PhD defence by Hyojin Kim

On Tuesday 17 May, Hyojin Kim will defend her PhD thesis "Physiological correlates of the audibility of masked signals at supra-threshold levels".

Time: 11:00
Place: Bldg. 344, room 105 & Zoom:
Please be aware that the PhD defence may be recorded - This will also be informed at the beginning of the PhD defence.

Supervisor: Associate Professor Bastian Epp
Co-Supervisor: Professor Torsten Dau

Assessment Committee:
Associate Professor Jens Hjortkjær, DTU Health Tech
Professor Laurel Carney, University of Rochester
Professor Jesko L. Verhey, University of Magdeburg

Senior Researcher Jens Bo Nielsen, DTU Health Tech

Hearing is essential for communicating with others. Therefore, hearing loss can significantly impact a person’s quality of life. Hearing healthcare can alleviate hearing impairment by providing clinical solutions, but current technologies only provide limited improvement. This is due to the complexity of auditory processing in the brain. Thus, understanding neural sound computation is essential to provide accurate diagnostic measures and efficient treatments for hearing healthcare.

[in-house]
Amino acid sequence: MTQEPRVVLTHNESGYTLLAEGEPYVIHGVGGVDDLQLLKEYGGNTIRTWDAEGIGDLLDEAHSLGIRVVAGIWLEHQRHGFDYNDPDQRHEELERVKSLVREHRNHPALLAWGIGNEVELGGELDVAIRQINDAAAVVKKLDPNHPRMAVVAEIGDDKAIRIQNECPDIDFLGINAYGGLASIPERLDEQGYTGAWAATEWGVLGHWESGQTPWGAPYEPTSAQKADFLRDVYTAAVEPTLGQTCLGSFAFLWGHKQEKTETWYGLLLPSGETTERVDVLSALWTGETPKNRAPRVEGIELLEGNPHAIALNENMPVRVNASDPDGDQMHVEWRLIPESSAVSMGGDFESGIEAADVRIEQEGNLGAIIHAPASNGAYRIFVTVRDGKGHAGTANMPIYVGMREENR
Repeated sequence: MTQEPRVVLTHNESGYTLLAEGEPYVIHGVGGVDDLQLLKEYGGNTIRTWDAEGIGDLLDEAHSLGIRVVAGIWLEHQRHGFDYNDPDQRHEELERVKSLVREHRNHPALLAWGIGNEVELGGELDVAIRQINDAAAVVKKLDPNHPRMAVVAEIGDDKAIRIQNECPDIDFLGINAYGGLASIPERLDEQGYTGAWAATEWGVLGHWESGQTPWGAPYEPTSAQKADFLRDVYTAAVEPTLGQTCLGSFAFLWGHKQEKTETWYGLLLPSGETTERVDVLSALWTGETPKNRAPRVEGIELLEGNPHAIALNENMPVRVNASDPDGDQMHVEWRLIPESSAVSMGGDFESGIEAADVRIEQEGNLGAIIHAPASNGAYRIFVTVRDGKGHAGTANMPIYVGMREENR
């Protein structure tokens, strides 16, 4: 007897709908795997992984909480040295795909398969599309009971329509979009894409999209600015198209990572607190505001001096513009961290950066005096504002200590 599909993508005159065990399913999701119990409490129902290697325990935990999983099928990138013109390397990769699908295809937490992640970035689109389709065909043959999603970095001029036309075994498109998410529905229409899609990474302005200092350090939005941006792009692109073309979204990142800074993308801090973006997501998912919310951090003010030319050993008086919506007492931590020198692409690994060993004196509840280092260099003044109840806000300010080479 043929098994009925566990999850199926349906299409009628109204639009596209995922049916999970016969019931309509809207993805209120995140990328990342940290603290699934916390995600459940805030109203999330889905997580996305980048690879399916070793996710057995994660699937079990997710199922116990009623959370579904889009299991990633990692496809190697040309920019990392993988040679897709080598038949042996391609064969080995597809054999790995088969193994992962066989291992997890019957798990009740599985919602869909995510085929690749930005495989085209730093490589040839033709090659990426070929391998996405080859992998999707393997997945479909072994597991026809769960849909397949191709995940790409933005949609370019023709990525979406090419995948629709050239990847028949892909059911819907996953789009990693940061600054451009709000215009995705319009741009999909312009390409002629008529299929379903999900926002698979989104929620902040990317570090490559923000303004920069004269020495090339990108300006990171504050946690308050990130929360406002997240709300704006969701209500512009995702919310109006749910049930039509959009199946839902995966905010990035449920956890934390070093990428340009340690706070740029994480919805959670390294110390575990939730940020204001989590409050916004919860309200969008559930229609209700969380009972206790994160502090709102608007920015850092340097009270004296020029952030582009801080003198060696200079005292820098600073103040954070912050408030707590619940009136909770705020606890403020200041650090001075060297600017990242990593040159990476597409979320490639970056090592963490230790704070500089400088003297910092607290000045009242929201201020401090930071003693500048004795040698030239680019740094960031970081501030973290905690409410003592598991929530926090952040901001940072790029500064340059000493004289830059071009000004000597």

This thesis investigated how the auditory system uses sound properties to perform sound analyses in noisy background situations. First, behavioral listening tests were used to examine what sound properties are beneficial for listening in a noisy environment. Second, the feasibility of electroencephalography (EEG) as an objective measure of audibility was explored. Third, computational auditory modeling with a spiking neural network (SNN) was demonstrated. Results show that modulation patterns, spatial information, and temporal contexts can enhance the audibility of masked signals. In addition, neural signals measured with EEG can be correlated with behavioral audibility measures. Lastly, the SNN shows its potential as a tool for investigating underlying neural mechanisms of sound perception.

Overall, this thesis provides an understanding of sound perception in various perspectives using psychoacoustics, EEG, and computational modeling approaches. The resulting data will help identify the shortcomings of current hearing solutions and provide new insights for improving hearing healthcare.


Tue 17 May 22
11:00 - 14:00


DTU Sundhedsteknologi


Bldg. 344, room 105 and Zoom